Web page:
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Consumer group claims software licences are unfair

Software licences are obscure, unbalanced and unfair, according to the National Consumer Council (NCC), which has filed a complaint with the Office of Fair Trading (OFT). It wants the OFT to force software publishers to use clearer licences.25 Feb 2008

The NCC says that consumers are stripped of their rights by overly-legal licences that they cannot understand, and has called for licences to be written in plain English, in line with OFT guidelines.

The NCC bought 25 software products and found problems with the licences in 17 of them. It has referred these for investigation by the OFT to find out if they breach consumer legislation that demands that contracts be fair.

It said that problems include a lack of notice that users will even have to sign an end user licence agreement (EULA), and the fact that they do not have a chance to review it before purchasing software.

"Plugging the gaps in consumer legislation is a vital move," said Carl Belgrove, senior policy advocate at the NCC. "Consumers can't have a clue what they're signing up to when some terms and conditions run to 10 or more pages. There's a significant imbalance between the rights of the consumer and the rights of the holder."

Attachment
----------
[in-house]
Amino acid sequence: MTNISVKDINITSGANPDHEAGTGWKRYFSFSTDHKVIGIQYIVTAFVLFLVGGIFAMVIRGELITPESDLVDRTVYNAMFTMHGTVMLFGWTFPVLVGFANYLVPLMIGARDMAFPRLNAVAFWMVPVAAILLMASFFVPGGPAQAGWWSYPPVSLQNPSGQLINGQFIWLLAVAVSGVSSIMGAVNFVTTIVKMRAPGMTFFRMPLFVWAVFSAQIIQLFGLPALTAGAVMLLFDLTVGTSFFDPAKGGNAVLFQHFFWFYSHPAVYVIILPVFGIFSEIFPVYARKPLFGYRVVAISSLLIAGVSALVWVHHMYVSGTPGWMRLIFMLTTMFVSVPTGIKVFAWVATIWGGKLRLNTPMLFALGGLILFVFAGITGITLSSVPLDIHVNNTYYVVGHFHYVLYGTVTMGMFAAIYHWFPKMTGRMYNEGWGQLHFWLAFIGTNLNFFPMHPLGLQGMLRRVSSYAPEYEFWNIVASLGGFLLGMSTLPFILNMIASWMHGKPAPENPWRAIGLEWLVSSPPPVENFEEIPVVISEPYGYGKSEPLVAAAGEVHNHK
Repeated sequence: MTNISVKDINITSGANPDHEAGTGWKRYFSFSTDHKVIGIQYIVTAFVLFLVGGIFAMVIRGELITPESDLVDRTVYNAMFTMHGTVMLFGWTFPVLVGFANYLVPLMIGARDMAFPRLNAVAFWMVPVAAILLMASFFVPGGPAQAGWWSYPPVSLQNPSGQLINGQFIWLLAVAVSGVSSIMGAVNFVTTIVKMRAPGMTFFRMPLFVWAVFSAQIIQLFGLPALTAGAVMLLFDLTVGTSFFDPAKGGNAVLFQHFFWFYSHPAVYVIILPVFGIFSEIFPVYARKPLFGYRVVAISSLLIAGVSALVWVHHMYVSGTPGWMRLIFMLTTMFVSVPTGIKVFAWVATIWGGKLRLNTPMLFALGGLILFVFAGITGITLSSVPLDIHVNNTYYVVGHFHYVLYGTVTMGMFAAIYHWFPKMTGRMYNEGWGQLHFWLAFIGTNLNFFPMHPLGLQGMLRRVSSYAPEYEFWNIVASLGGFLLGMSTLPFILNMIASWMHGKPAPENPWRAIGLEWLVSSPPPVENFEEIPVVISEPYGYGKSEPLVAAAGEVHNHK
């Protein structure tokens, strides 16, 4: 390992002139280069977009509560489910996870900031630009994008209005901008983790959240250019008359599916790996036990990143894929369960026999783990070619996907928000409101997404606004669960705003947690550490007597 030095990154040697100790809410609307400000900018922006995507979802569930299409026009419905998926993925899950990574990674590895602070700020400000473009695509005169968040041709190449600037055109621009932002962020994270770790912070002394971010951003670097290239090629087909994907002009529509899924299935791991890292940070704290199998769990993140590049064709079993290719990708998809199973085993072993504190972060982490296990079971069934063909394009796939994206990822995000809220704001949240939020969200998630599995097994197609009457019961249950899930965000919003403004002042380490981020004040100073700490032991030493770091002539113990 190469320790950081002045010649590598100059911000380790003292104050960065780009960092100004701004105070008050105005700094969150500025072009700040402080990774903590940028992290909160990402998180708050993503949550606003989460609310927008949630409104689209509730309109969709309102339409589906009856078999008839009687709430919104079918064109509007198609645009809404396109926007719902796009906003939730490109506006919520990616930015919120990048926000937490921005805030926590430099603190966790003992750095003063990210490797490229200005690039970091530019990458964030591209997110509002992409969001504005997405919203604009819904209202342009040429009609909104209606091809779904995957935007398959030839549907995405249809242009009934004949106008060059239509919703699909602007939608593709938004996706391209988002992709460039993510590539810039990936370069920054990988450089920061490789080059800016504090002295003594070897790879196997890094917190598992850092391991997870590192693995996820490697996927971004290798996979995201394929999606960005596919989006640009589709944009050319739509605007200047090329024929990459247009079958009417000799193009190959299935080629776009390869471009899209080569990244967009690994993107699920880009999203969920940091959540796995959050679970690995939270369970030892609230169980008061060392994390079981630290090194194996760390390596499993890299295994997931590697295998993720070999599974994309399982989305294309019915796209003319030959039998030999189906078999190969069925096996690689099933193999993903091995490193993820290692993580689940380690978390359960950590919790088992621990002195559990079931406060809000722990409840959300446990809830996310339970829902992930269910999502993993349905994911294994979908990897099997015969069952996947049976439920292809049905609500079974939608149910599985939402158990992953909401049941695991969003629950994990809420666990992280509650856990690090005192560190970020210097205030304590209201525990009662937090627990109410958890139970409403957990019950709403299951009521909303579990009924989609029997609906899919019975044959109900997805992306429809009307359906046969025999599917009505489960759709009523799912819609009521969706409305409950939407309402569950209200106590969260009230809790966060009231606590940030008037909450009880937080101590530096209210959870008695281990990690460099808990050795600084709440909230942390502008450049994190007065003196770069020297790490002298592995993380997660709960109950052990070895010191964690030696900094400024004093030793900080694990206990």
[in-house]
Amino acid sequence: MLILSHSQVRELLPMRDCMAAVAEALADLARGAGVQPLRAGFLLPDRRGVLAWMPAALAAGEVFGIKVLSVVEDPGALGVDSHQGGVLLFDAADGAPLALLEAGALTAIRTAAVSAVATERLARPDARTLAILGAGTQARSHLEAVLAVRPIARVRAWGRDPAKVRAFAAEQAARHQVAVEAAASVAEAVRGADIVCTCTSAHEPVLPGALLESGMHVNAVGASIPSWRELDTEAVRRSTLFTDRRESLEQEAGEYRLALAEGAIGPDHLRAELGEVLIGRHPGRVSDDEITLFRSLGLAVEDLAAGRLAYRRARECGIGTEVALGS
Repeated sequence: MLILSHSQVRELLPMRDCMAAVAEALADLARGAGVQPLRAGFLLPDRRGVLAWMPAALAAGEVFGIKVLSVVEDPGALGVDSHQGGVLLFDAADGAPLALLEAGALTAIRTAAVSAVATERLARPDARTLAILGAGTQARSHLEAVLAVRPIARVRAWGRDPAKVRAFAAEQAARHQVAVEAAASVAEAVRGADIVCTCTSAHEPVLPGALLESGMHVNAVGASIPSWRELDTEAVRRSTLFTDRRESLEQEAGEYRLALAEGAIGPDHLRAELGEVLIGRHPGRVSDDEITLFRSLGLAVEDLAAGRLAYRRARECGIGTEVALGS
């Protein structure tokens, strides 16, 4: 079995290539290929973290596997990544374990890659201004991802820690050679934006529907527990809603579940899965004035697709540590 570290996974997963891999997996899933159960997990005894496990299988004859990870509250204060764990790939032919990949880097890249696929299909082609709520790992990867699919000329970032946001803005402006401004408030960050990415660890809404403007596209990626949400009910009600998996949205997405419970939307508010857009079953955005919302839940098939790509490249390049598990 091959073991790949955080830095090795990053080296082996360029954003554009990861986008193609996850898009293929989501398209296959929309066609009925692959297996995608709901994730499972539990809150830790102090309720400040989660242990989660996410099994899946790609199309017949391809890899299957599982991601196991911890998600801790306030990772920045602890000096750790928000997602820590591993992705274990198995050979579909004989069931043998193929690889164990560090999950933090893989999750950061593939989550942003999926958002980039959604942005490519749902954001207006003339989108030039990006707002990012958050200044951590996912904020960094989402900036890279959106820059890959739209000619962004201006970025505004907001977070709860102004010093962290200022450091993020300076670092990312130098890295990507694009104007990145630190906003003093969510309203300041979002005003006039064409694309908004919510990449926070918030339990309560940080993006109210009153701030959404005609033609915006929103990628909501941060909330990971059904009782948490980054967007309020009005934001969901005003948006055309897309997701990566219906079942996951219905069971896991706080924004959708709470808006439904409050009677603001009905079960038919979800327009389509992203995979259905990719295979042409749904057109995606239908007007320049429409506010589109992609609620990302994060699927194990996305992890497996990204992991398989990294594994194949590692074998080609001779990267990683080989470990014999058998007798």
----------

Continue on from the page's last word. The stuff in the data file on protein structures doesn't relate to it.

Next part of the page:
Belgrove told technology law podcast OUT-LAW Radio that it is not fair that licences can only be viewed after the purchase of software.

But IT law specialist John Salmon of Pinsent Masons, the law firm behind OUT-LAW.COM, said that this has been industry standard practice for years and was now accepted by the courts.

"There have been cases both in the UK and the US, and the judges in those have been very pragmatic, have said this is industry practice, this is what happens, this is a practical way of dealing with a legal situation," said Salmon.

The NCC criticised software publishers for highlighting in the licences only those parts of the law which benefit them and not those that benefit customers. It said that the terms of contracts were potentially unfair.

Belgrove told OUT-LAW Radio that he believed that consumers were particularly at risk because normal consumer protection does not apply to software.

Salmon and Pinsent Masons litigation specialist David Woods contested that. They said that while it may be the case that the Sale of Goods Act does not apply to downloaded software, it does apply to physically purchased software. They also said that laws about unfair contract terms still applied to all software bought by consumers.

The NCC said that it hoped its campaign would result in software publishers changing their licences and the European Commission making amendments to consumer protection laws.